||Kevo Subarctic Research Institute
University of Turku
||Piippa Wäli, University of Oulu, Finland,
Anna Liisa Ruotsalainen, University of Oulu, Finland
Karita Saravesi, University of Oulu, Finland
Maarit Kaukonen, Metsähallitus, Finland
Karoliina Huusko, University of Oulu, Finland Heini Koivuniemi, University of Oulu, Finland
Annamari Markkola, University of Oulu, Finland
||Theme 1: Vulnerability of Arctic Environments
||1.7 Invasive species in Arctic ecosystems in the changing world: Is it a real threat?
Wed, Sep 14, 2016 11:05 AM
- 11:20 AM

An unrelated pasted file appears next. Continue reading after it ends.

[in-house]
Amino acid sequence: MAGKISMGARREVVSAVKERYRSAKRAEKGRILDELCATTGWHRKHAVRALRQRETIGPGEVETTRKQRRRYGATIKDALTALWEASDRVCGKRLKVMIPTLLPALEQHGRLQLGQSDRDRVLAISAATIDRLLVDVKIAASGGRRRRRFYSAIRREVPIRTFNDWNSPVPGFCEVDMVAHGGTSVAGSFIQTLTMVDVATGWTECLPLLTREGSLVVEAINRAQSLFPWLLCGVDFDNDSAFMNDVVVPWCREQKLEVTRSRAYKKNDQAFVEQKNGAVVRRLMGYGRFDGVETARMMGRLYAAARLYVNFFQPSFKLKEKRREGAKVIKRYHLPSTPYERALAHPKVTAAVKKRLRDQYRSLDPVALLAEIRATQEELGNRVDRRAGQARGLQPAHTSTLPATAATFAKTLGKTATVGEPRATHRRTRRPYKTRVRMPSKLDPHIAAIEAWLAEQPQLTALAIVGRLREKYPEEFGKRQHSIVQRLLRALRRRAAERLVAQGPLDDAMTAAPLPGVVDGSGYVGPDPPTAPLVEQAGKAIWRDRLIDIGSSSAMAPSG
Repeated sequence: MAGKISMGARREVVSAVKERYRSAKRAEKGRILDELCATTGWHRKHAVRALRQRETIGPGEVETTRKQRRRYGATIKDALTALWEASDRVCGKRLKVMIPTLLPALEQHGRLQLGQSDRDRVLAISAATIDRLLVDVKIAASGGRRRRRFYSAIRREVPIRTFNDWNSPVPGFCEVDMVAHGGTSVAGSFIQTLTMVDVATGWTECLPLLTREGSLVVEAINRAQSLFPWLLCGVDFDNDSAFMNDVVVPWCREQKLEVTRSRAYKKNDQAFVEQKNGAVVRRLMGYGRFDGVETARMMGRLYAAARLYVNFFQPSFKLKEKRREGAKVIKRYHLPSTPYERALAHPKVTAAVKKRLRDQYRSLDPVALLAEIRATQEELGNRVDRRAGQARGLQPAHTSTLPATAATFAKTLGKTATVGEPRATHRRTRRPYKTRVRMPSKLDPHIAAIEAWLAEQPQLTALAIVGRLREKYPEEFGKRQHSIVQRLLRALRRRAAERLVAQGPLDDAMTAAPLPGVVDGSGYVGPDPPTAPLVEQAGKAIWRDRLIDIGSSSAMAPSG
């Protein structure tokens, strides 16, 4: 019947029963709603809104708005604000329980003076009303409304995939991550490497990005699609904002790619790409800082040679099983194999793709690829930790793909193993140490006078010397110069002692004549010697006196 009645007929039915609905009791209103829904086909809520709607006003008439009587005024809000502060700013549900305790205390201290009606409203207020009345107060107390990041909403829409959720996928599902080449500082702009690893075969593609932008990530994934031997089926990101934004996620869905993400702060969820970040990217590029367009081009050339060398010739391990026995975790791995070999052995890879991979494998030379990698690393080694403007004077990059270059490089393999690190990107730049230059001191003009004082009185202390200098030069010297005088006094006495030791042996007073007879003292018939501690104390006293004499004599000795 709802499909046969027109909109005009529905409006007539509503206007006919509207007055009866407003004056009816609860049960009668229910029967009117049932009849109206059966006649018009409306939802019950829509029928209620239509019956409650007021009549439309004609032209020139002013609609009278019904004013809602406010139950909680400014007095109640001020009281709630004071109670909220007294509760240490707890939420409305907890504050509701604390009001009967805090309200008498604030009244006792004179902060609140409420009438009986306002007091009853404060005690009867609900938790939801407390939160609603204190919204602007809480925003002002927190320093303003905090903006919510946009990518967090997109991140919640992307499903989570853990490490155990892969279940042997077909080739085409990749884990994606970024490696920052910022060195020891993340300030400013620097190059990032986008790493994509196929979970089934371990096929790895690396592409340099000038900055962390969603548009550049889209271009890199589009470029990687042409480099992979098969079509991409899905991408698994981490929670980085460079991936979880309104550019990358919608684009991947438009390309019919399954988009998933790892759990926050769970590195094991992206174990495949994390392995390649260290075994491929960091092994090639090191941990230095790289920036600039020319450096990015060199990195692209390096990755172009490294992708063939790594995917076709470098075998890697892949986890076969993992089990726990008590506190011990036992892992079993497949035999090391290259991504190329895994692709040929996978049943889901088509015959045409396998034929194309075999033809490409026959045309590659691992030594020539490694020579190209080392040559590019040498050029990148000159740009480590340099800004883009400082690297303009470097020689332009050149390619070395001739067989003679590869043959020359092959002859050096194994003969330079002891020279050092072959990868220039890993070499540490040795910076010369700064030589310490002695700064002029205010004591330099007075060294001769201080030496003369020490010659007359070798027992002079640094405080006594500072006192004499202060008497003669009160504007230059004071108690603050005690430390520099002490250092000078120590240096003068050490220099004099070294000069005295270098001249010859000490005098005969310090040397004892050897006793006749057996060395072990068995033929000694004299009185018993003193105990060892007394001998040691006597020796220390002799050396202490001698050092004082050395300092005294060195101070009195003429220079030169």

||Winter moth (Operophtera brumata) has expanded its range into northern continental areas in Fennoscandia. The first known outbreak of this species in Finnish Lapland occurred in 2005-2009. It led to defoliation of 400 km2 of mountain birch forests at the northern treeline in Finland. We have followed several biotic variables after the outbreak. The amount of alive birches and the coverage of dwarf shrubs declined dramatically during the outbreak. Especially, crowberry (Empetrum nigrum) suffered badly. If the outbreak lasted only one year, approximately half of the birches died and Empetrum dominated field vegetation recovered mostly during the first five years after the outbreak. If the outbreak continued for two or more consecutive summers, the death of birches was often total, grasses took over the field vegetation and the recovery of the dwarf shrubs was very slow. By 2015 it seems evident that parts of the damaged areas will turn from forest to treeless tundra. The berry production of Empetrum and Vaccinium shrubs ceased after the moth outbreak. In forests defoliated once berry production had recovered in 2012. In forests defoliated during several summers berry production of shrubs recovered only in 2014. Fruitbodies of ectomycorrhizal fungi of birch were virtually absent on damaged plots whereas saprophytic macrofungi increased their fruiting along the moth damage gradient. Arbuscular mycorrhiza and shoot endophytes of the grass Deschampsia flexuosa lightly benefited of the moth damage whereas the impact on root endophytic community was negative. Population densities of three vole species and the total rodent abundance increased with the increased moth damage after the outbreak. Only one vole species favored the undamaged forests. These differences were noticeable even in 2015. Snow track counts revealed that winter densities of willow ptarmigan and mountain hare crashed in the damaged forests after the outbreak.
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